Pope Francis Condemns ‘Diabolical’ Terrorist Slaughter of Four Nuns in Yemen

Pope Francis has reached out with a message of condolence for the victims of a terrorist attack on a care home in Yemen operated by the Missionaries of Charity in which four Catholic nuns as well as 12 other people were gunned down.

A group of gunmen stormed the home for the elderly, run by the order founded by Mother Teresa of Calcutta, and opened fire, killing a total of 16 persons. One official blamed the Islamic State terrorist group for Friday’s attack while others believe that the attackers were members of a group linked to Al Qaeda.

In its message, the Vatican said that Pope Francis was “shocked and profoundly saddened” to learn of the killing of four Missionaries of Charity and twelve others at the home in the port city of Aden.

The Pope sent the assurance of his prayers for the dead and his spiritual closeness to their families and to all affected by the attack, which he called an act of “diabolical violence.”

Along with the four religious sisters, the shooters killed two Yemeni women working at the facility, eight elderly residents and a guard. There is no news for the moment on the whereabouts of the Salesian priest Tom Uzhunnalil, who resided at the sisters’ convent of the sisters.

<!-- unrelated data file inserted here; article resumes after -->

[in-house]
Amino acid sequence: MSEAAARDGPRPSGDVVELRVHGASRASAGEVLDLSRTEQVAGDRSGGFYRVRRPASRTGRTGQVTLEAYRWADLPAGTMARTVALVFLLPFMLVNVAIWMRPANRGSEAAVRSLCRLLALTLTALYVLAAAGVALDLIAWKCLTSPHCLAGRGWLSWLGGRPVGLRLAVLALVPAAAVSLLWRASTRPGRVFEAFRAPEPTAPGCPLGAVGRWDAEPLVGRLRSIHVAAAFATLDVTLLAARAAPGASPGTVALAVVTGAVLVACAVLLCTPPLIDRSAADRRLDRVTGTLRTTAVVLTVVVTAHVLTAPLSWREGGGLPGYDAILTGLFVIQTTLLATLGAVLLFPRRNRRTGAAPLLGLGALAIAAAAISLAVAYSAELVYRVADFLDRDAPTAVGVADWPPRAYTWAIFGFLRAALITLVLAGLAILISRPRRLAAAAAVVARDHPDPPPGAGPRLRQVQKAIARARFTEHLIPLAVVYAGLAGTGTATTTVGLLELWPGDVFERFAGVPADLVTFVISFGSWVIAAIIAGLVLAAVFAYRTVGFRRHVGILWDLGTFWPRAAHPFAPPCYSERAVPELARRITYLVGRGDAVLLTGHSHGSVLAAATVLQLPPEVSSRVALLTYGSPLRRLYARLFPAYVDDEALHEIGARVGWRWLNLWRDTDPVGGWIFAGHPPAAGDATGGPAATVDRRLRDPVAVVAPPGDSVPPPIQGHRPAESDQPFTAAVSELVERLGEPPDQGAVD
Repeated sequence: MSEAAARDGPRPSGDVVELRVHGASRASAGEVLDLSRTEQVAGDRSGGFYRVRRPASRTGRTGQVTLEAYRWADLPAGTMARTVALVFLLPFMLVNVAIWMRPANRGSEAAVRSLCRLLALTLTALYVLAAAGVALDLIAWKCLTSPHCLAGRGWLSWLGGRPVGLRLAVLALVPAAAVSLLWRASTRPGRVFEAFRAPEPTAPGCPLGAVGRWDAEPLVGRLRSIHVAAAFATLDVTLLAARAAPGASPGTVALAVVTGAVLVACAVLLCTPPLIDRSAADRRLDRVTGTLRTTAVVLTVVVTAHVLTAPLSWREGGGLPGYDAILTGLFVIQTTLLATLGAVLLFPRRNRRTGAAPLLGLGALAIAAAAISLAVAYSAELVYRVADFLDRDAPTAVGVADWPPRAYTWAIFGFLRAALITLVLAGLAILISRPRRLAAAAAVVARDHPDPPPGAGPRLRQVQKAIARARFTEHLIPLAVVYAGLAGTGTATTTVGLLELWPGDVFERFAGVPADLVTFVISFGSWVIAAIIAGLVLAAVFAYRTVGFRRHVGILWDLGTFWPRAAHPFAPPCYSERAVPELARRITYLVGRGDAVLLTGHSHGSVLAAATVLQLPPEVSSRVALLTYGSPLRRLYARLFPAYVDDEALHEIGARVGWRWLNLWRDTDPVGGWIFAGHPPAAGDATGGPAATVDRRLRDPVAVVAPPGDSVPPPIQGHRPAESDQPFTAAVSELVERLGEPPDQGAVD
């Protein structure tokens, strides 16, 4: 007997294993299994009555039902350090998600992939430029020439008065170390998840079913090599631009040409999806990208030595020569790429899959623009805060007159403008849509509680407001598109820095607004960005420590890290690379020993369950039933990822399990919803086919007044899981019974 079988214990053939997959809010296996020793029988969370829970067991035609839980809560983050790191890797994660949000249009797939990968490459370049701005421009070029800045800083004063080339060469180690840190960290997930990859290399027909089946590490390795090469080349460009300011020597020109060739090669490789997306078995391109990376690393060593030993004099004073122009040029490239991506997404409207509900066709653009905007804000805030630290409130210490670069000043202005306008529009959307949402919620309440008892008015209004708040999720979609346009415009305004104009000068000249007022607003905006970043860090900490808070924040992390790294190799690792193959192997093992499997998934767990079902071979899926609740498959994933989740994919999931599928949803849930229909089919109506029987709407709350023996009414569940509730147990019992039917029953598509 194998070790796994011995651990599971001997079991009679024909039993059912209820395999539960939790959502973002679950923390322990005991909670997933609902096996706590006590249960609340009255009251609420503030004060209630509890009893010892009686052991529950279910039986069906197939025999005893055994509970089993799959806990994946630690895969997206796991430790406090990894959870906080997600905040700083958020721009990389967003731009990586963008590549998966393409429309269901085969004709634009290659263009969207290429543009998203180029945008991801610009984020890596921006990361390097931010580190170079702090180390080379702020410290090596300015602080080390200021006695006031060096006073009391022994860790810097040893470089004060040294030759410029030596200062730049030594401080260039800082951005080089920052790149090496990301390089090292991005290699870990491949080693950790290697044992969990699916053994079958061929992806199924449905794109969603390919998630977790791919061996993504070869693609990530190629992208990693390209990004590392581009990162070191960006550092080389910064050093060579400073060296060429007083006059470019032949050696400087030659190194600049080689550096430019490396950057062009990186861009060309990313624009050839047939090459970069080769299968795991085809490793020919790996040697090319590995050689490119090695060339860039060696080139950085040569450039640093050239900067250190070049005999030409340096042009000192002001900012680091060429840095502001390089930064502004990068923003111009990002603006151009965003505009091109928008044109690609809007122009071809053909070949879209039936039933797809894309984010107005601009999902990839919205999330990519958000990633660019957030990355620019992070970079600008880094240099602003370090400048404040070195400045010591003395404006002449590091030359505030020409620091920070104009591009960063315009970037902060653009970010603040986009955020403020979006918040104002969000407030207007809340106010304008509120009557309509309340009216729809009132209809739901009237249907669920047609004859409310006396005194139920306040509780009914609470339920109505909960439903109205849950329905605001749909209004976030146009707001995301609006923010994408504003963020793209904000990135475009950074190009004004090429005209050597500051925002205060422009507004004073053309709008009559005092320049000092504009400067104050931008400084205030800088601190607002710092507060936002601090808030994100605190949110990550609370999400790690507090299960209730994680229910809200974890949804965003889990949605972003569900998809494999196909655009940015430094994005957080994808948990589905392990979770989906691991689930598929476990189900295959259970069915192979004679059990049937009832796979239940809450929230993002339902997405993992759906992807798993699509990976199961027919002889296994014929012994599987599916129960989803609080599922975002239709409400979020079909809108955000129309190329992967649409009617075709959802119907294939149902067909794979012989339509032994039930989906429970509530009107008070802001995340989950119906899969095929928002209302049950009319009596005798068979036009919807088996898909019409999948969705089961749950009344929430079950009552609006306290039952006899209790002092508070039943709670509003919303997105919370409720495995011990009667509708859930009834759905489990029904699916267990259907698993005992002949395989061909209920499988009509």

“I went out for Friday prayers. When I came back, I found all my friends dead,” one of the residents said.

Islamist attacks on Christians have reportedly been on the rise ever since the country descended into civil war last year, and recent attacks on Christians have included the vandalization of a cemetery and blowing up an abandoned Catholic church.

One sister who escaped the attack said that she had hidden inside a refrigerator in a storeroom after hearing a guard warning people to run.

According to the Apostolic Vicar for the southern Arabia, Archbishop Paul Hinder, the sisters had resolutely continued to run the home for the elderly, despite the evident danger.

“They had decided to stay, no matter what happened, because this is part of their spirituality,” he said.

The archbishop also said it was clear that the attack was “religiously motivated.”

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